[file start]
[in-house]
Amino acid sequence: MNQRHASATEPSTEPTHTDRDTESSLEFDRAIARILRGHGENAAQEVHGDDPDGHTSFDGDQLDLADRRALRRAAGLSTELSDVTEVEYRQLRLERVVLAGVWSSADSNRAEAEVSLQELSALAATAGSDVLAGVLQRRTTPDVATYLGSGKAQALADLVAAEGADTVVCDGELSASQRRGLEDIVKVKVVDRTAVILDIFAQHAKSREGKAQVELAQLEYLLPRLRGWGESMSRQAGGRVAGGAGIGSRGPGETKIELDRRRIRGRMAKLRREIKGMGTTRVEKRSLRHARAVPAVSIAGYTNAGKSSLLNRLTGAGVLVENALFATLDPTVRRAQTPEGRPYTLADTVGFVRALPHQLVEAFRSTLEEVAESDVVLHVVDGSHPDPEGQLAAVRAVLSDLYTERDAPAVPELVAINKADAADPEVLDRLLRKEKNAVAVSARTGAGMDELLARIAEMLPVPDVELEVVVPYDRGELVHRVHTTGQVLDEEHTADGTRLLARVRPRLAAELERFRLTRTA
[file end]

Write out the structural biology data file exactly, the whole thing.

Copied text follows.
[in-house]
Amino acid sequence: MNQRHASATEPSTEPTHTDRDTESSLEFDRAIARILRGHGENAAQEVHGDDPDGHTSFDGDQLDLADRRALRRAAGLSTELSDVTEVEYRQLRLERVVLAGVWSSADSNRAEAEVSLQELSALAATAGSDVLAGVLQRRTTPDVATYLGSGKAQALADLVAAEGADTVVCDGELSASQRRGLEDIVKVKVVDRTAVILDIFAQHAKSREGKAQVELAQLEYLLPRLRGWGESMSRQAGGRVAGGAGIGSRGPGETKIELDRRRIRGRMAKLRREIKGMGTTRVEKRSLRHARAVPAVSIAGYTNAGKSSLLNRLTGAGVLVENALFATLDPTVRRAQTPEGRPYTLADTVGFVRALPHQLVEAFRSTLEEVAESDVVLHVVDGSHPDPEGQLAAVRAVLSDLYTERDAPAVPELVAINKADAADPEVLDRLLRKEKNAVAVSARTGAGMDELLARIAEMLPVPDVELEVVVPYDRGELVHRVHTTGQVLDEEHTADGTRLLARVRPRLAAELERFRLTRTA